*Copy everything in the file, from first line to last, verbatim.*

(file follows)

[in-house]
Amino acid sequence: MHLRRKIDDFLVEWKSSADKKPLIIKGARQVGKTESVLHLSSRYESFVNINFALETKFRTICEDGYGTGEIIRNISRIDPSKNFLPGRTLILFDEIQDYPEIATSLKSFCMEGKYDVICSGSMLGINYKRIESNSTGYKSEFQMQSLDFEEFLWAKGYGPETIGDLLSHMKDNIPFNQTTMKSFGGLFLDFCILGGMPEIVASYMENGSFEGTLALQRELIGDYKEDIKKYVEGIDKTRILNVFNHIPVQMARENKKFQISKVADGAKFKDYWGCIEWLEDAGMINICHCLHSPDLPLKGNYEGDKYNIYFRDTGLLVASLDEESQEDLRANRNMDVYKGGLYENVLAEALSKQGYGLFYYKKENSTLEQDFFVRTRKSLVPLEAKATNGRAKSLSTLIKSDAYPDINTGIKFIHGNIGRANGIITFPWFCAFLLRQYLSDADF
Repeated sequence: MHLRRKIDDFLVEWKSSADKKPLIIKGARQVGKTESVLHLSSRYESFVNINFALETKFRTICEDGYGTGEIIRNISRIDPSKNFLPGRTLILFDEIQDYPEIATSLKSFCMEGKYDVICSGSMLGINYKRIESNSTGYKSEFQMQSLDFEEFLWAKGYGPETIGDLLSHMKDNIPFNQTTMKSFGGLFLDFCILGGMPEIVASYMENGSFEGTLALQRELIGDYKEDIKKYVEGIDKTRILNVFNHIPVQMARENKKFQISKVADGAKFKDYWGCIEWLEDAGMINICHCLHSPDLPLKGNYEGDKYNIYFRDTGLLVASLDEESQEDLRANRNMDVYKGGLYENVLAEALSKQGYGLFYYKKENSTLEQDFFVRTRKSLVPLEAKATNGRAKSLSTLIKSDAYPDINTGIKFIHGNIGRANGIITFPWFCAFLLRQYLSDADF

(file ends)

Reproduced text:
[in-house]
Amino acid sequence: MHLRRKIDDFLVEWKSSADKKPLIIKGARQVGKTESVLHLSSRYESFVNINFALETKFRTICEDGYGTGEIIRNISRIDPSKNFLPGRTLILFDEIQDYPEIATSLKSFCMEGKYDVICSGSMLGINYKRIESNSTGYKSEFQMQSLDFEEFLWAKGYGPETIGDLLSHMKDNIPFNQTTMKSFGGLFLDFCILGGMPEIVASYMENGSFEGTLALQRELIGDYKEDIKKYVEGIDKTRILNVFNHIPVQMARENKKFQISKVADGAKFKDYWGCIEWLEDAGMINICHCLHSPDLPLKGNYEGDKYNIYFRDTGLLVASLDEESQEDLRANRNMDVYKGGLYENVLAEALSKQGYGLFYYKKENSTLEQDFFVRTRKSLVPLEAKATNGRAKSLSTLIKSDAYPDINTGIKFIHGNIGRANGIITFPWFCAFLLRQYLSDADF
Repeated sequence: MHLRRKIDDFLVEWKSSADKKPLIIKGARQVGKTESVLHLSSRYESFVNINFALETKFRTICEDGYGTGEIIRNISRIDPSKNFLPGRTLILFDEIQDYPEIATSLKSFCMEGKYDVICSGSMLGINYKRIESNSTGYKSEFQMQSLDFEEFLWAKGYGPETIGDLLSHMKDNIPFNQTTMKSFGGLFLDFCILGGMPEIVASYMENGSFEGTLALQRELIGDYKEDIKKYVEGIDKTRILNVFNHIPVQMARENKKFQISKVADGAKFKDYWGCIEWLEDAGMINICHCLHSPDLPLKGNYEGDKYNIYFRDTGLLVASLDEESQEDLRANRNMDVYKGGLYENVLAEALSKQGYGLFYYKKENSTLEQDFFVRTRKSLVPLEAKATNGRAKSLSTLIKSDAYPDINTGIKFIHGNIGRANGIITFPWFCAFLLRQYLSDADF